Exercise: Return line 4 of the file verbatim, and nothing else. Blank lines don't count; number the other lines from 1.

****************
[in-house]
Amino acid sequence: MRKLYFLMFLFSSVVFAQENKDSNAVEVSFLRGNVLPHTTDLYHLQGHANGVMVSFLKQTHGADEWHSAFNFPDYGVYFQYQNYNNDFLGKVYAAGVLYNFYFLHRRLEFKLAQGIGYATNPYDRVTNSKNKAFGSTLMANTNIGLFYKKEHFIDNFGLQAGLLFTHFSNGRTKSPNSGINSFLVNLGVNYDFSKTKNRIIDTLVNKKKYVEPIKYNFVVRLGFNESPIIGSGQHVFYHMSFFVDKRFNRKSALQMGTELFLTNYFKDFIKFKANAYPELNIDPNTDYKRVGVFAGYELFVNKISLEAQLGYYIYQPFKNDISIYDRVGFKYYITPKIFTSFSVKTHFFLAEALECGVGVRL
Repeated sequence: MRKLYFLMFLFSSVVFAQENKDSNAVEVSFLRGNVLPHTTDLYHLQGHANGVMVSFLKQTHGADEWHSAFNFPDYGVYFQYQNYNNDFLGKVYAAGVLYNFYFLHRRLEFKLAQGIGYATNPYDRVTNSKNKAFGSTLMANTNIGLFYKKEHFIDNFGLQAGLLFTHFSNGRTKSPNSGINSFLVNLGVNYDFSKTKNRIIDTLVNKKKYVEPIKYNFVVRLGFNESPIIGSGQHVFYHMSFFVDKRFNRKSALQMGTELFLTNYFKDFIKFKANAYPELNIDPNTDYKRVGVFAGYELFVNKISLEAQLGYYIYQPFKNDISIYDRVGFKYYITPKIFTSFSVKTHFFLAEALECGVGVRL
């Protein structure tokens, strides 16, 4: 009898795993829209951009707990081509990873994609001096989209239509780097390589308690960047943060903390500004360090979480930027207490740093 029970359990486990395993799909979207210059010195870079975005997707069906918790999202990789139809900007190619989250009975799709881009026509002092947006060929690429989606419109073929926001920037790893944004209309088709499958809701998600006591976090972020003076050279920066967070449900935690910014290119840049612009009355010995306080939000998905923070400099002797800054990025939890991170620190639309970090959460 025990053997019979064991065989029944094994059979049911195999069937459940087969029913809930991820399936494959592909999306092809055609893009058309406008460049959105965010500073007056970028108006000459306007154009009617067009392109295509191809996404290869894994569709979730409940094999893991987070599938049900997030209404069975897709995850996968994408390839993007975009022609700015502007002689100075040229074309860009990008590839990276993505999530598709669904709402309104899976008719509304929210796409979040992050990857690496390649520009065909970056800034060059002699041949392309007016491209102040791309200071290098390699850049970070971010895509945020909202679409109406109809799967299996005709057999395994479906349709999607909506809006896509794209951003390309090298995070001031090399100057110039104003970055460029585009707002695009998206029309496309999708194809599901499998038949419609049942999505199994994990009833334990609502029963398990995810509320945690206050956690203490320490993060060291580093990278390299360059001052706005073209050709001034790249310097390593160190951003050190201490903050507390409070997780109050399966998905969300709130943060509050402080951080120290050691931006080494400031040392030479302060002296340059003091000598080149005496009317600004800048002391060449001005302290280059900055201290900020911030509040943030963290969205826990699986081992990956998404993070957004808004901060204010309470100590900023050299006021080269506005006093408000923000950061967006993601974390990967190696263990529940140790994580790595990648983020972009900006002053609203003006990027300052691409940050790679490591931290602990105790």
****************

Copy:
């Protein structure tokens, strides 16, 4: 009898795993829209951009707990081509990873994609001096989209239509780097390589308690960047943060903390500004360090979480930027207490740093 029970359990486990395993799909979207210059010195870079975005997707069906918790999202990789139809900007190619989250009975799709881009026509002092947006060929690429989606419109073929926001920037790893944004209309088709499958809701998600006591976090972020003076050279920066967070449900935690910014290119840049612009009355010995306080939000998905923070400099002797800054990025939890991170620190639309970090959460 025990053997019979064991065989029944094994059979049911195999069937459940087969029913809930991820399936494959592909999306092809055609893009058309406008460049959105965010500073007056970028108006000459306007154009009617067009392109295509191809996404290869894994569709979730409940094999893991987070599938049900997030209404069975897709995850996968994408390839993007975009022609700015502007002689100075040229074309860009990008590839990276993505999530598709669904709402309104899976008719509304929210796409979040992050990857690496390649520009065909970056800034060059002699041949392309007016491209102040791309200071290098390699850049970070971010895509945020909202679409109406109809799967299996005709057999395994479906349709999607909506809006896509794209951003390309090298995070001031090399100057110039104003970055460029585009707002695009998206029309496309999708194809599901499998038949419609049942999505199994994990009833334990609502029963398990995810509320945690206050956690203490320490993060060291580093990278390299360059001052706005073209050709001034790249310097390593160190951003050190201490903050507390409070997780109050399966998905969300709130943060509050402080951080120290050691931006080494400031040392030479302060002296340059003091000598080149005496009317600004800048002391060449001005302290280059900055201290900020911030509040943030963290969205826990699986081992990956998404993070957004808004901060204010309470100590900023050299006021080269506005006093408000923000950061967006993601974390990967190696263990529940140790994580790595990648983020972009900006002053609203003006990027300052691409940050790679490591931290602990105790």